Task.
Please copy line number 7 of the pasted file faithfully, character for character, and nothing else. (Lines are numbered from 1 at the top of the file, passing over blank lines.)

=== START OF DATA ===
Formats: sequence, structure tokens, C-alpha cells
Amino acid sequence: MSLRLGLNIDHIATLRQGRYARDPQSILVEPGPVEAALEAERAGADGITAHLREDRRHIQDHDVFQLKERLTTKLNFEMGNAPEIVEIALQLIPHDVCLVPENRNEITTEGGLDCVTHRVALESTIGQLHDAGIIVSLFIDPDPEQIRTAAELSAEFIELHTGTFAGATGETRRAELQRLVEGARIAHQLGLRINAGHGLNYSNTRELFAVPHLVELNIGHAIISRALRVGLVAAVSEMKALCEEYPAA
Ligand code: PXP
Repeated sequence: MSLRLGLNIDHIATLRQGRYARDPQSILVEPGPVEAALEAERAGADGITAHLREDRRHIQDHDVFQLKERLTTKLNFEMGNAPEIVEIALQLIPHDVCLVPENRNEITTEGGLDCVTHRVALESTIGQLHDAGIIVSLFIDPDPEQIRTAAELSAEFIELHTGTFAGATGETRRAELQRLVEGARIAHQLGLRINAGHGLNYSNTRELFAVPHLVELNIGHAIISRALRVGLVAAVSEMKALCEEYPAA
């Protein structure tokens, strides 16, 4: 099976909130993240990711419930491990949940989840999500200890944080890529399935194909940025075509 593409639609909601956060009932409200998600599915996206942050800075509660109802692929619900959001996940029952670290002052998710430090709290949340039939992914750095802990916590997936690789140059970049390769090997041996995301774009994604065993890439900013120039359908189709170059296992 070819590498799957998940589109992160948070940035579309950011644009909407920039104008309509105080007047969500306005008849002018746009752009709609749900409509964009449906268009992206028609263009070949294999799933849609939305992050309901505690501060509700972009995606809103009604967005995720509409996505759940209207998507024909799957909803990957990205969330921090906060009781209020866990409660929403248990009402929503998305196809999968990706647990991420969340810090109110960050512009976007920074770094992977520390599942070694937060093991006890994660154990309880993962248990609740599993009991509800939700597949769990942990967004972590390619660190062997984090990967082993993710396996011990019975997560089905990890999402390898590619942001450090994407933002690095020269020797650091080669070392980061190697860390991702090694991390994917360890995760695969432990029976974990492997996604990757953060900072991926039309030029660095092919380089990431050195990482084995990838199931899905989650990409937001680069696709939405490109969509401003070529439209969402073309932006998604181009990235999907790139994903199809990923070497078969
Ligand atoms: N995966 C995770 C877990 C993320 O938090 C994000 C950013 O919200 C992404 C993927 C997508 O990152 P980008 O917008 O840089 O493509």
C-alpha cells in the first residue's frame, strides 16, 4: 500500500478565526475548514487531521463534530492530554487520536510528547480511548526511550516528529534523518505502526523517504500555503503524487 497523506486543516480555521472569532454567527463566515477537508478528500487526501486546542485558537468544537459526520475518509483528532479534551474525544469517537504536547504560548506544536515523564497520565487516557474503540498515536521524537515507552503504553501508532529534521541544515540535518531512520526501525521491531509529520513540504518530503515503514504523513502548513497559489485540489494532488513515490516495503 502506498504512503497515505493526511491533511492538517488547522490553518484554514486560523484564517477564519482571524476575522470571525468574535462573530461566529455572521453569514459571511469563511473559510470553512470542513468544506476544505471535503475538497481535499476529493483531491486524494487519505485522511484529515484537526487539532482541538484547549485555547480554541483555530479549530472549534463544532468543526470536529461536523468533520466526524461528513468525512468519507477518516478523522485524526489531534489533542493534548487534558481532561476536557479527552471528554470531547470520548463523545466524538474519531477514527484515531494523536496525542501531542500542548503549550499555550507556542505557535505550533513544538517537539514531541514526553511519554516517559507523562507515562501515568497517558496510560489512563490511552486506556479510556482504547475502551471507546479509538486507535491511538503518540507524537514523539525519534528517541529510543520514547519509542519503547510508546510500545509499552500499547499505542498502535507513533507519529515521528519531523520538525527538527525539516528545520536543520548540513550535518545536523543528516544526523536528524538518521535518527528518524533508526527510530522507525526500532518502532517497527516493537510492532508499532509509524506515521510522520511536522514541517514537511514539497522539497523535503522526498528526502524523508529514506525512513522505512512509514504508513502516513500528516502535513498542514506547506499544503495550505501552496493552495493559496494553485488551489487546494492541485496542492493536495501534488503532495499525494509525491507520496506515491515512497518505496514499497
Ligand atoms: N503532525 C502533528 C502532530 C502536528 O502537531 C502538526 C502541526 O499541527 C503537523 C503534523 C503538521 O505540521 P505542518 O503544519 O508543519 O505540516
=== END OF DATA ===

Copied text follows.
C-alpha cells in the first residue's frame, strides 16, 4: 500500500478565526475548514487531521463534530492530554487520536510528547480511548526511550516528529534523518505502526523517504500555503503524487 497523506486543516480555521472569532454567527463566515477537508478528500487526501486546542485558537468544537459526520475518509483528532479534551474525544469517537504536547504560548506544536515523564497520565487516557474503540498515536521524537515507552503504553501508532529534521541544515540535518531512520526501525521491531509529520513540504518530503515503514504523513502548513497559489485540489494532488513515490516495503 502506498504512503497515505493526511491533511492538517488547522490553518484554514486560523484564517477564519482571524476575522470571525468574535462573530461566529455572521453569514459571511469563511473559510470553512470542513468544506476544505471535503475538497481535499476529493483531491486524494487519505485522511484529515484537526487539532482541538484547549485555547480554541483555530479549530472549534463544532468543526470536529461536523468533520466526524461528513468525512468519507477518516478523522485524526489531534489533542493534548487534558481532561476536557479527552471528554470531547470520548463523545466524538474519531477514527484515531494523536496525542501531542500542548503549550499555550507556542505557535505550533513544538517537539514531541514526553511519554516517559507523562507515562501515568497517558496510560489512563490511552486506556479510556482504547475502551471507546479509538486507535491511538503518540507524537514523539525519534528517541529510543520514547519509542519503547510508546510500545509499552500499547499505542498502535507513533507519529515521528519531523520538525527538527525539516528545520536543520548540513550535518545536523543528516544526523536528524538518521535518527528518524533508526527510530522507525526500532518502532517497527516493537510492532508499532509509524506515521510522520511536522514541517514537511514539497522539497523535503522526498528526502524523508529514506525512513522505512512509514504508513502516513500528516502535513498542514506547506499544503495550505501552496493552495493559496494553485488551489487546494492541485496542492493536495501534488503532495499525494509525491507520496506515491515512497518505496514499497